Evertsen et al. (1997; 1999; 2001) published the first of three papers from a study involving training intensification in 20 well-trained junior cross-country skiers competing at the national or international level. All of the subjects had trained and competed regularly for 4-5 years. In the two months before study initiation, 84 % of training was carried out at 60-70 %VO2max, with the remainder at 80-90 %VO2max. They were then randomized to a moderate-intensity (MOD) or a high-intensity training group (HIGH). MOD maintained essentially the same training-intensity distribution they had used previously, but training volume was increased from 10 to 16 h.wk-1. HIGH reversed their baseline intensity distribution so that 83 % of training time was performed at 80-90 %VO2max, with only 17 % performed as low-intensity training. This group trained 12 h.wk-1. The training intervention lasted five months. Intensity control was achieved using heart-rate monitoring and blood-lactate sampling.
Despite 60 % more training volume in MOD and perhaps 400 % more training at lactate threshold or above in HIGH, physiological and performance changes were modest in both groups of already well-trained athletes. Findings from the three papers are summarized in Table 4.
Gaskill et al. (1999) reported the results of a 2-y project involving 14 cross-country skiers training within the same club who were willing to have their training monitored and manipulated. The design was interesting and practically relevant. During the first year, athletes all trained similarly, averaging 660 training hours with 16 % at lactate threshold or higher (nominal distribution of sessions). Physiological test results and race performances during the first year were used to identify seven athletes who responded well to the training and seven who showed poor VO2max and lactate-threshold progression, and race results. In the second year, the positive responders continued using their established training program. The non-responders performed a markedly intensified training program with a slight reduction in training hours. The non-responders from Year 1 showed significant improvements with the intensified program in Year 2 (VO2max, lactate threshold, race points). The positive responders from Year 1 showed a similar development in Year 2 as in Year 1.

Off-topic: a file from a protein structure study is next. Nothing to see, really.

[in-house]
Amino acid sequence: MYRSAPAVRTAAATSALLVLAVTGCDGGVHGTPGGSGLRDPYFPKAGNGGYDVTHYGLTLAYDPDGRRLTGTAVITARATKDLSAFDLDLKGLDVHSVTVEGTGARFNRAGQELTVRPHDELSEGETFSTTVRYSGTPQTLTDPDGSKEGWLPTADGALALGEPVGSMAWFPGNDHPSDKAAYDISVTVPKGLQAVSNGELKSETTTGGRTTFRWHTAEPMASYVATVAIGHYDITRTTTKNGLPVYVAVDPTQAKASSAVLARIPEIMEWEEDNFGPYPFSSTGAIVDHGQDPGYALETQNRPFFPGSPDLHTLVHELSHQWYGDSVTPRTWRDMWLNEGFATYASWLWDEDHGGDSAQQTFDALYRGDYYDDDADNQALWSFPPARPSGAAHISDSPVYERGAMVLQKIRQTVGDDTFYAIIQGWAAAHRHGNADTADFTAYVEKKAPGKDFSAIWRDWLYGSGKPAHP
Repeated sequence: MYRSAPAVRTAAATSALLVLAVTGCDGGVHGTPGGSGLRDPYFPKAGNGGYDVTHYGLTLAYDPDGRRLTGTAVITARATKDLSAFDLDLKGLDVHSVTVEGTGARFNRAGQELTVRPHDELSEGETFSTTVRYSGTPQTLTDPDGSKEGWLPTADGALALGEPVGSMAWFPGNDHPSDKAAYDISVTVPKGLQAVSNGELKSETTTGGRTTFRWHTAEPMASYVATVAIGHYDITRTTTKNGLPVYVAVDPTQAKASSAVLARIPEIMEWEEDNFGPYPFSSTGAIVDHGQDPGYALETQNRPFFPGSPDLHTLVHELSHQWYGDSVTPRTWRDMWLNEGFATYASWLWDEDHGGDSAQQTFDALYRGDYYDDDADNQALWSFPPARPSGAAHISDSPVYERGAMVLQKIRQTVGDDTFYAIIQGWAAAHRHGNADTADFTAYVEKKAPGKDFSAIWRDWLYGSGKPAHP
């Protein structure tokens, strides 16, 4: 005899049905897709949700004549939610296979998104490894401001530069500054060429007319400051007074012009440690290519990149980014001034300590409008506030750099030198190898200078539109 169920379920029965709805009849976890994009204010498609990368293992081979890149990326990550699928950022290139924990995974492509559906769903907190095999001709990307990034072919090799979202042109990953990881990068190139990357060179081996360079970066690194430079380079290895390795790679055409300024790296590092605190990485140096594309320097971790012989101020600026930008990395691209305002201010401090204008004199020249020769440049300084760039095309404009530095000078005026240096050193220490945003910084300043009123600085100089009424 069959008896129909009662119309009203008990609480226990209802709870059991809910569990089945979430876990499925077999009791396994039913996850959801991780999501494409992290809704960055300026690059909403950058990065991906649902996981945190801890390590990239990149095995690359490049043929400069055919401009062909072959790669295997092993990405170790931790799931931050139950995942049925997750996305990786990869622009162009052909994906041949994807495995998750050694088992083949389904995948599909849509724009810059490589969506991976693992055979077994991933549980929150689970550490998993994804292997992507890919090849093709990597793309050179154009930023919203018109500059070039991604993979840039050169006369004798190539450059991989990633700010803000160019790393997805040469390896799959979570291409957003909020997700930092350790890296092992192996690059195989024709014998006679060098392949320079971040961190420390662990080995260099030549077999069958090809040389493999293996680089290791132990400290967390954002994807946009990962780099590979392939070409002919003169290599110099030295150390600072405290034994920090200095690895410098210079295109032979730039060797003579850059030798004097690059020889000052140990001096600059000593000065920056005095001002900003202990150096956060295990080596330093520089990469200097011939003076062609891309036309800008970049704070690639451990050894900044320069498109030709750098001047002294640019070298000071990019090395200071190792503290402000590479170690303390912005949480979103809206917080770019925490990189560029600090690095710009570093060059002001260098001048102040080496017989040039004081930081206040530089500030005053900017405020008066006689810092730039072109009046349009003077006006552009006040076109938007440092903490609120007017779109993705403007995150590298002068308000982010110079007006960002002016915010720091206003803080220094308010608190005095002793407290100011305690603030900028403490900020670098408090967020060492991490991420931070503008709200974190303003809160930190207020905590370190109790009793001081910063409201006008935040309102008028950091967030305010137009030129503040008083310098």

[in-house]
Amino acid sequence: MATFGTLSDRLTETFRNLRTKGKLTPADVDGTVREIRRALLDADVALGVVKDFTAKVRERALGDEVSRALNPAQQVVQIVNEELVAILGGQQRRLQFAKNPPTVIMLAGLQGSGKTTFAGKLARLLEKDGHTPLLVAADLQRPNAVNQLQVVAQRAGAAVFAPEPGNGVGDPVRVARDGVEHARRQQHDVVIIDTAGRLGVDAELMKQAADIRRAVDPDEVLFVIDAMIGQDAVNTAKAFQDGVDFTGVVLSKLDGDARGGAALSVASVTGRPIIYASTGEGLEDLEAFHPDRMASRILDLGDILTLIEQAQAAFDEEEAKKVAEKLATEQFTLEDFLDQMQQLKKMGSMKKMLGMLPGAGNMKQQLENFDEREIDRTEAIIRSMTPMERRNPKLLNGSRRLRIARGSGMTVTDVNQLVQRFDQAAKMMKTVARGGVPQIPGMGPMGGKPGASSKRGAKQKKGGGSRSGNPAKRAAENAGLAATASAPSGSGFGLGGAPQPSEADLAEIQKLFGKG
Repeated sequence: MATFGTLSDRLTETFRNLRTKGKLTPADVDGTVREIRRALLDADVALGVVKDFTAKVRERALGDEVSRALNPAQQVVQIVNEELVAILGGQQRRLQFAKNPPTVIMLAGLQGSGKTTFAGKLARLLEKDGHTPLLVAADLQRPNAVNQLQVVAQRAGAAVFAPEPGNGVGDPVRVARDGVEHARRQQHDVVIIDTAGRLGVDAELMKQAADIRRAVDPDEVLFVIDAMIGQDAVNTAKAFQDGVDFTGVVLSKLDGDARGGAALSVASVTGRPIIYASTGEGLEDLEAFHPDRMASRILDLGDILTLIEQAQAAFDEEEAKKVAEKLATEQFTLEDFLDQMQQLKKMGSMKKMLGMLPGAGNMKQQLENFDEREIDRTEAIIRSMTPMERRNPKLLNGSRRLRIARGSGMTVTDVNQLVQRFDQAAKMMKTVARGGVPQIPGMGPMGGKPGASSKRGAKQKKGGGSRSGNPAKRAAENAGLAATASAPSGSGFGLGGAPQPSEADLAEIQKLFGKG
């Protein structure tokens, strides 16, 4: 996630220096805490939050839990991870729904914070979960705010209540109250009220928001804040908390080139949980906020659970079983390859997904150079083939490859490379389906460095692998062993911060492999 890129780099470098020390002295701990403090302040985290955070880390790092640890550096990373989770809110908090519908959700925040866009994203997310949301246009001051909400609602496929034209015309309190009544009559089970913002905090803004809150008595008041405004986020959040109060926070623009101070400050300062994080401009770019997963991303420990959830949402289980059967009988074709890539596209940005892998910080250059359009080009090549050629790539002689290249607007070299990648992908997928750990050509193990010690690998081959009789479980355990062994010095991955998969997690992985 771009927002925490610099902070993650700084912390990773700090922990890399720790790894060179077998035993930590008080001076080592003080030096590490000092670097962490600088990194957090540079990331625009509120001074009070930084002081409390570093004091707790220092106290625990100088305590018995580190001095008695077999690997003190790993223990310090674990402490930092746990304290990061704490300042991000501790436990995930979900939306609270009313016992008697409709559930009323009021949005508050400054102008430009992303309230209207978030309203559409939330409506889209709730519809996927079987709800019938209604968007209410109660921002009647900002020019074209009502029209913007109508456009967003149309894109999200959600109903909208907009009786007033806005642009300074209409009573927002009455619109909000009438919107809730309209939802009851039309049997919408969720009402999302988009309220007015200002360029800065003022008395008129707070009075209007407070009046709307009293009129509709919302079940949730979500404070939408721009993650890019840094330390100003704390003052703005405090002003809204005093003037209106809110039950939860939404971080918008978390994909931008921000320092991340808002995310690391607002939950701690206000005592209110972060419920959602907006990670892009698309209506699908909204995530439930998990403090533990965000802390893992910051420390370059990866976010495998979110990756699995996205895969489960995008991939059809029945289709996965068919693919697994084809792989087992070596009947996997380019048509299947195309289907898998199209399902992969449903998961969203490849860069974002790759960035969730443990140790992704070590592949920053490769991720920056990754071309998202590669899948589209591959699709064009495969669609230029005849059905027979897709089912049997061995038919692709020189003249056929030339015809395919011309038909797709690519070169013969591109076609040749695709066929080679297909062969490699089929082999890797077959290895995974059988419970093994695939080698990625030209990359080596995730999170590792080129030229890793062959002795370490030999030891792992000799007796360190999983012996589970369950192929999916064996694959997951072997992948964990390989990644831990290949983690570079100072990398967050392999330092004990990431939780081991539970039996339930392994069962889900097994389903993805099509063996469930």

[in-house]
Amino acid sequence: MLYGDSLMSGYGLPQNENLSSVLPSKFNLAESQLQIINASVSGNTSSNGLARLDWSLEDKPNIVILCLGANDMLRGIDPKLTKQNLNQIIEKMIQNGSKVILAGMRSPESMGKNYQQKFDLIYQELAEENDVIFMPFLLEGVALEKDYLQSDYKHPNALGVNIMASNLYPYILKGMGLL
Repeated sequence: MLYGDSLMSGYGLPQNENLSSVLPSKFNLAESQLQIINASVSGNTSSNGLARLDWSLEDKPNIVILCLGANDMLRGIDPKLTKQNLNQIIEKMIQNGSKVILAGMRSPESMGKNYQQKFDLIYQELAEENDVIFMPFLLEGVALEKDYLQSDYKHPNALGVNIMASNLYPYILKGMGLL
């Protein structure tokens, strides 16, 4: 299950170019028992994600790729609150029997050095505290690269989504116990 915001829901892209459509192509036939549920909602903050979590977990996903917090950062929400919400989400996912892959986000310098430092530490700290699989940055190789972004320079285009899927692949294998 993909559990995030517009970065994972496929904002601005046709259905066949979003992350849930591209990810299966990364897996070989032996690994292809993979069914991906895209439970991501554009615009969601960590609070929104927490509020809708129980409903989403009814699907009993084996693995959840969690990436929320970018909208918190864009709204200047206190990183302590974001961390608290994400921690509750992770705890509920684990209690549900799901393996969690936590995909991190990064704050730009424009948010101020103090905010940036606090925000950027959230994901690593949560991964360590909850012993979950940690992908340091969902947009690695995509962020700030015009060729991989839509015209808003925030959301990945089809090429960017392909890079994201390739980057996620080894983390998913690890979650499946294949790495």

It is interesting in this context to point out that many elite athletes now extend the periodization of their training to a 4-y Olympic cycle. The first year after an Olympics is a “recovery season”, followed by a building season, then a season of very high training volume, culminating with the Olympic season, where training volume is reduced and competition specificity is emphasized more. Variation in the pattern of training may be important for maximal development, but these large scale rhythms of training have not been studied.
Esteve-Lanao et al. (2007) randomized 12 sub-elite distance runners to one of two training groups (Z1 and Z2) that were carefully monitored for five months. They based their training intensity distribution on the 3-zone model described earlier and determined from treadmill testing. Based on time-in-zone heart-rate monitoring, Z1 performed 81, 12, and 8 % of training in Zones 1, 2, and 3 respectively. Z2 performed more threshold training, with 67, 25, and 8 % of training performed in the three respective zones. That is, Group Z2 performed twice as much training at or near the lactate threshold. In a personal communication, the authors reported that in pilot efforts, they were unable to achieve a substantial increase in the total time spent in Zone 3, as it was too hard for the athletes. Total training load was matched between the groups. Improvement in a cross-country time-trial performed before and after the five-month period revealed that the group that had performed more Zone 1 training showed significantly greater race time improvement (-157 ± 13 vs ‑122 ± 7 s).